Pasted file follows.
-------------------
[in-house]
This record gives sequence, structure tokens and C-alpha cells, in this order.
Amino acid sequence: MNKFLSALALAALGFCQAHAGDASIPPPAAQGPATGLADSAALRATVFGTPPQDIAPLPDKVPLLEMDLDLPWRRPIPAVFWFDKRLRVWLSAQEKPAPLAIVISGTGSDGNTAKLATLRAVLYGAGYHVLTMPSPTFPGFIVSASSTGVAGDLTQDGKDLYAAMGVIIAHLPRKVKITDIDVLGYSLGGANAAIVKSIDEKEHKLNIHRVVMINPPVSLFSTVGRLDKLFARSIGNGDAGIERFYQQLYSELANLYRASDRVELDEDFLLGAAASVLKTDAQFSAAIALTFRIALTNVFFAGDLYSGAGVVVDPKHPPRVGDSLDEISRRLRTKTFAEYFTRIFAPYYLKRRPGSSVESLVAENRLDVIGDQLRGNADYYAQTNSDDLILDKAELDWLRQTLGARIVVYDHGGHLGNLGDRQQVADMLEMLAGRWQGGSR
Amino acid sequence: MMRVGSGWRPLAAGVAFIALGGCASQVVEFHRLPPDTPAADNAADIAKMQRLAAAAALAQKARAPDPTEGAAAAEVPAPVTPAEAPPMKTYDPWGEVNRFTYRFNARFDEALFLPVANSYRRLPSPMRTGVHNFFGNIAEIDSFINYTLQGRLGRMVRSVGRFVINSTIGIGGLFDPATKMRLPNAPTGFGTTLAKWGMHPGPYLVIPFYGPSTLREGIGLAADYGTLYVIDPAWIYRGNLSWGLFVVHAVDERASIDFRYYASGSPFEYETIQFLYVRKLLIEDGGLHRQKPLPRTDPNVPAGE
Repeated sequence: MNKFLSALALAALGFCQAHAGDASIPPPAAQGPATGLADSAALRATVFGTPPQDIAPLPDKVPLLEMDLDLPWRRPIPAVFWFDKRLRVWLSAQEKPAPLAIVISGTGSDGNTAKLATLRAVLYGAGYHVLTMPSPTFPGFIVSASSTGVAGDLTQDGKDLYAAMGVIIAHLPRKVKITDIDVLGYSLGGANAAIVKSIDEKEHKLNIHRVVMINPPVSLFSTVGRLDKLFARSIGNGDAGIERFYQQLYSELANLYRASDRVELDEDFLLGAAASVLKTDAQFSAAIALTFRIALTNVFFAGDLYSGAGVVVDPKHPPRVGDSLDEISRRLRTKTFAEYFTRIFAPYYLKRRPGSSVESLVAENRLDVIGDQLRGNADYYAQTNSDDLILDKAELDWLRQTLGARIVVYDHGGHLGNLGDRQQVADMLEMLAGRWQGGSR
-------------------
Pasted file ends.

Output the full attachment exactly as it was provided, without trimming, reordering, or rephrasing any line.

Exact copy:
[in-house]
This record gives sequence, structure tokens and C-alpha cells, in this order.
Amino acid sequence: MNKFLSALALAALGFCQAHAGDASIPPPAAQGPATGLADSAALRATVFGTPPQDIAPLPDKVPLLEMDLDLPWRRPIPAVFWFDKRLRVWLSAQEKPAPLAIVISGTGSDGNTAKLATLRAVLYGAGYHVLTMPSPTFPGFIVSASSTGVAGDLTQDGKDLYAAMGVIIAHLPRKVKITDIDVLGYSLGGANAAIVKSIDEKEHKLNIHRVVMINPPVSLFSTVGRLDKLFARSIGNGDAGIERFYQQLYSELANLYRASDRVELDEDFLLGAAASVLKTDAQFSAAIALTFRIALTNVFFAGDLYSGAGVVVDPKHPPRVGDSLDEISRRLRTKTFAEYFTRIFAPYYLKRRPGSSVESLVAENRLDVIGDQLRGNADYYAQTNSDDLILDKAELDWLRQTLGARIVVYDHGGHLGNLGDRQQVADMLEMLAGRWQGGSR
Amino acid sequence: MMRVGSGWRPLAAGVAFIALGGCASQVVEFHRLPPDTPAADNAADIAKMQRLAAAAALAQKARAPDPTEGAAAAEVPAPVTPAEAPPMKTYDPWGEVNRFTYRFNARFDEALFLPVANSYRRLPSPMRTGVHNFFGNIAEIDSFINYTLQGRLGRMVRSVGRFVINSTIGIGGLFDPATKMRLPNAPTGFGTTLAKWGMHPGPYLVIPFYGPSTLREGIGLAADYGTLYVIDPAWIYRGNLSWGLFVVHAVDERASIDFRYYASGSPFEYETIQFLYVRKLLIEDGGLHRQKPLPRTDPNVPAGE
Repeated sequence: MNKFLSALALAALGFCQAHAGDASIPPPAAQGPATGLADSAALRATVFGTPPQDIAPLPDKVPLLEMDLDLPWRRPIPAVFWFDKRLRVWLSAQEKPAPLAIVISGTGSDGNTAKLATLRAVLYGAGYHVLTMPSPTFPGFIVSASSTGVAGDLTQDGKDLYAAMGVIIAHLPRKVKITDIDVLGYSLGGANAAIVKSIDEKEHKLNIHRVVMINPPVSLFSTVGRLDKLFARSIGNGDAGIERFYQQLYSELANLYRASDRVELDEDFLLGAAASVLKTDAQFSAAIALTFRIALTNVFFAGDLYSGAGVVVDPKHPPRVGDSLDEISRRLRTKTFAEYFTRIFAPYYLKRRPGSSVESLVAENRLDVIGDQLRGNADYYAQTNSDDLILDKAELDWLRQTLGARIVVYDHGGHLGNLGDRQQVADMLEMLAGRWQGGSR